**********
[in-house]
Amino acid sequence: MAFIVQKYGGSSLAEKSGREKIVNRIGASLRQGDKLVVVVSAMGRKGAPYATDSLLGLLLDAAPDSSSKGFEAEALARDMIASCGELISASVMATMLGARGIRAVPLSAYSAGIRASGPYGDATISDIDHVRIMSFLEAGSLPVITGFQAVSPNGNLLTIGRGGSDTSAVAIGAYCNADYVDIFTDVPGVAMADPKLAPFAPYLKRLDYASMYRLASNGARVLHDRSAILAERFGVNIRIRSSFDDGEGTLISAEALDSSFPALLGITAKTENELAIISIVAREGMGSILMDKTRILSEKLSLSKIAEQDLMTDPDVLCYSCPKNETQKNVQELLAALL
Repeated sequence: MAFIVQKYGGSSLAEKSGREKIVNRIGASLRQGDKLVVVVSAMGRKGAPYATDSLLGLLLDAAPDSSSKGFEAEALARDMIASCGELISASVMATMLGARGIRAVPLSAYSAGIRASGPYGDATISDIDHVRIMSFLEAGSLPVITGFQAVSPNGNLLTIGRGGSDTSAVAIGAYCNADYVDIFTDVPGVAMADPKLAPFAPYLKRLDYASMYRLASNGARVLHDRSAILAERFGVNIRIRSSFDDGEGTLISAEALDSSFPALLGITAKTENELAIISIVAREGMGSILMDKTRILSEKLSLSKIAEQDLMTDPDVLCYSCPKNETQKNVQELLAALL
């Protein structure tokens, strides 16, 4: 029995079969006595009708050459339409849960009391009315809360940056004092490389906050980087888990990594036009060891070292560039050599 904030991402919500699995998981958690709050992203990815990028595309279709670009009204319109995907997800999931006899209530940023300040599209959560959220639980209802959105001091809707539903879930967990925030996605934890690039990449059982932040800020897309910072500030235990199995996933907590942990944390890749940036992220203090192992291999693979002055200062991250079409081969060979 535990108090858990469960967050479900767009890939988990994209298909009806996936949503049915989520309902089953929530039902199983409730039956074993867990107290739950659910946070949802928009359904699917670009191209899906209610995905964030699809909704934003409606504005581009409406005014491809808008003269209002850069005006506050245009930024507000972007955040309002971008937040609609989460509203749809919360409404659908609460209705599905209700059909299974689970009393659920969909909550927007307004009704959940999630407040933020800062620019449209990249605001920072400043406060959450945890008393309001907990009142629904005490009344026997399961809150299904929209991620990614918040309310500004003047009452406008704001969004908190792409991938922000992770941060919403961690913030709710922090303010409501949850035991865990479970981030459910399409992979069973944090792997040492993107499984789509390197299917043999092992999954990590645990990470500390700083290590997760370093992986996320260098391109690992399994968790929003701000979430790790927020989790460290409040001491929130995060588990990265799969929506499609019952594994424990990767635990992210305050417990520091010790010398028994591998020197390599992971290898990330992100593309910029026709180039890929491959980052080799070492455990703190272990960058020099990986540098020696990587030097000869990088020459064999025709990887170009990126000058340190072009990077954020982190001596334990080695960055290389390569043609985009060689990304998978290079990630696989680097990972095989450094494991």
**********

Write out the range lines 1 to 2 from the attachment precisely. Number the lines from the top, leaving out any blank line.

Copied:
[in-house]
Amino acid sequence: MAFIVQKYGGSSLAEKSGREKIVNRIGASLRQGDKLVVVVSAMGRKGAPYATDSLLGLLLDAAPDSSSKGFEAEALARDMIASCGELISASVMATMLGARGIRAVPLSAYSAGIRASGPYGDATISDIDHVRIMSFLEAGSLPVITGFQAVSPNGNLLTIGRGGSDTSAVAIGAYCNADYVDIFTDVPGVAMADPKLAPFAPYLKRLDYASMYRLASNGARVLHDRSAILAERFGVNIRIRSSFDDGEGTLISAEALDSSFPALLGITAKTENELAIISIVAREGMGSILMDKTRILSEKLSLSKIAEQDLMTDPDVLCYSCPKNETQKNVQELLAALL